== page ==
Jason Varitek the umpire drew rave reviews for his performance behind the plate during Thursday's intrasquad scrimmage, his exuberant strikeout calls conjuring images of John Travolta in Saturday Night Fever.
"I had to do a double-take," manager Ron Roenicke admitted.
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"I liked having him behind the plate," said starter Nathan Eovaldi. "I felt like he was making some really good calls for me."
Varitek looked the part of a man in blue, donning full umpire regalia and responsibly wearing a facemask under his umpiring mask in a nod to safety. He volunteered for the role, and has no designs on pursuing the job any further; he won't be back behind the plate for Friday's scrimmage.
And that's fine, because while Varitek's foray into umpiring was amusing, what we should really be talking about is his potential as a manager.
For all the talk of Roenicke simply minding the store for whatever becomes of 2020 before the Red Sox welcome back Alex Cora, we shouldn't discount the possibility of Varitek sliding into the dugout.
There's consensus throughout the organization that Varitek is a future manager, if he wants it. He briefly looked like a darkhorse candidate for Roenicke's job this winter, except the timing wasn't right, especially with a young family at home and the demands of the job surpassing even those of his old responsibilities behind the plate.
What's clear is that Varitek checks virtually every box the organization could want.
He understands and embraces the Boston market. His leadership qualities are well-known and earned him the title of captain, which hasn't been filled since he retired in 2011. Perhaps most unexpectedly, he has embraced the analytics revolution, demonstrating a comfort level in his role as a special assistant not just with advanced information, but how to apply it.
It shouldn't be a surprise, though.
No one studied more in support of his pitchers than Varitek, who spent 15 years in Boston as a backstop, making three All-Star teams, winning two World Series, and earning a Gold Glove and Silver Slugger. The postgame image of Varitek at his locker was indelible, with every joint encased in ice, his thighs bulging like tunnel-boring drills and his shoulders as broad as a granite slab.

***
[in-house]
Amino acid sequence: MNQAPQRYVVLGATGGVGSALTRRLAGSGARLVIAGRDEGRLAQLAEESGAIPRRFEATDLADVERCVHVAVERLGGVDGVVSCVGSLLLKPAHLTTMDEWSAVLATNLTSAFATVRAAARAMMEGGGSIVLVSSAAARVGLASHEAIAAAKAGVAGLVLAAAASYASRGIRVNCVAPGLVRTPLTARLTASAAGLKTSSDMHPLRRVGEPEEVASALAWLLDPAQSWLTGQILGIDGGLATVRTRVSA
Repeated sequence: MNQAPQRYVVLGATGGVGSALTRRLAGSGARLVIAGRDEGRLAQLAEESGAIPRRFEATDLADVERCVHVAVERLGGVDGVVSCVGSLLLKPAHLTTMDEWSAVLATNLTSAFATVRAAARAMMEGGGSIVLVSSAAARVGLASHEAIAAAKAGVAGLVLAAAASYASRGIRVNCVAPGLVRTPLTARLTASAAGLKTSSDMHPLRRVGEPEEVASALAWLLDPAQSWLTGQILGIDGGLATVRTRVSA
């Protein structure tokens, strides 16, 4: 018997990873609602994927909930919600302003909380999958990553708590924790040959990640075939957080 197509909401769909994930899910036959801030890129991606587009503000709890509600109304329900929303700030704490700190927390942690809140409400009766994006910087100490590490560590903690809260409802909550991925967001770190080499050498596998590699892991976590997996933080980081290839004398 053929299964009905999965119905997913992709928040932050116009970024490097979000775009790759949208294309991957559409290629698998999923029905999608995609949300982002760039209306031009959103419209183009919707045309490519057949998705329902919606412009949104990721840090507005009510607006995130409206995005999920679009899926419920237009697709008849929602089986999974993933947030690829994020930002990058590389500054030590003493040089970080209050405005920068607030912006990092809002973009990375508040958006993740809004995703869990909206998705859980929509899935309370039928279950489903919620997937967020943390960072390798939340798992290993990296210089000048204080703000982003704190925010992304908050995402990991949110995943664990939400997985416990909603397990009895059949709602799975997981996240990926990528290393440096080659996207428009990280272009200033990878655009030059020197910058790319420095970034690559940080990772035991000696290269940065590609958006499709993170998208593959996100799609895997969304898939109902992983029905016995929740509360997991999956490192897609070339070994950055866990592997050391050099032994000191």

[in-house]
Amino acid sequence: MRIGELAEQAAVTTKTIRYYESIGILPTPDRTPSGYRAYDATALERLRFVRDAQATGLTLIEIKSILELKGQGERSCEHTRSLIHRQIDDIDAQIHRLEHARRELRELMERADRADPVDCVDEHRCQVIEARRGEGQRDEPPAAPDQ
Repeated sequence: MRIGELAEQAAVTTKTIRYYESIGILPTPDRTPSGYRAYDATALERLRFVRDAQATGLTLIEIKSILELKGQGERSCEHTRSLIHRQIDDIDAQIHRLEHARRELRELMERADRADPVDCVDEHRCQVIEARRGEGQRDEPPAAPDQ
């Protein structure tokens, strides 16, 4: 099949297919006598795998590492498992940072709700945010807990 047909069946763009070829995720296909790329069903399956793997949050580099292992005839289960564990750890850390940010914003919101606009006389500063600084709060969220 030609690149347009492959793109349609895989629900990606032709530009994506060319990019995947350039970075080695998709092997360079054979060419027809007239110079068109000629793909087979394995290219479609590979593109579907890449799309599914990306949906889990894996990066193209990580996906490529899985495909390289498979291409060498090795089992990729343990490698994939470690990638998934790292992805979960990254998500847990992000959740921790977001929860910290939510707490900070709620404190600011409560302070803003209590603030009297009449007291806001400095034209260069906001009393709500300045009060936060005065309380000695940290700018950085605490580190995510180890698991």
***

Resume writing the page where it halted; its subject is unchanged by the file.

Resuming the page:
But if you looked closely, what stood out wasn't the physical toll of calling a game, but the mental one. When Varitek rotated his chair to face the media, he slumped and exhaled as if he had just finished the LSAT. He believed it was his responsibility to know every facet of every scouting report, so that when he flashed the signs, his pitcher would throw with confidence and conviction.
As he pored over binders before each game, he gave the appearance of a brute-force learner, the kid who scores A's and B's by grinding his pencil to dust.
But translating that relatively rudimentary data in the early 2000s positioned him to thrive today. The most advanced scouting report in the big leagues is of little use if it can't be married to performance, and that's how Varitek made his name. It's why former pitching coach Dana LeVangie wanted Varitek to be more involved on a daily basis in 2018, and it's why he has so many fans in the organization now.
The question is whether he wants it. He just turned 48 and he's raising a grade schooler. The disruption to his home life would be significant, and there's also the issue of taking the helm while the Red Sox attempt to rebuild during a pandemic. The timing isn't great.
That said, he's very much a part of the future, even if it ends up being a little down the road. So while everyone got a kick out of watching him call strike three with a Brad Marchand fist pump on Thursday, don't be surprised if one day he finds a home on the bench.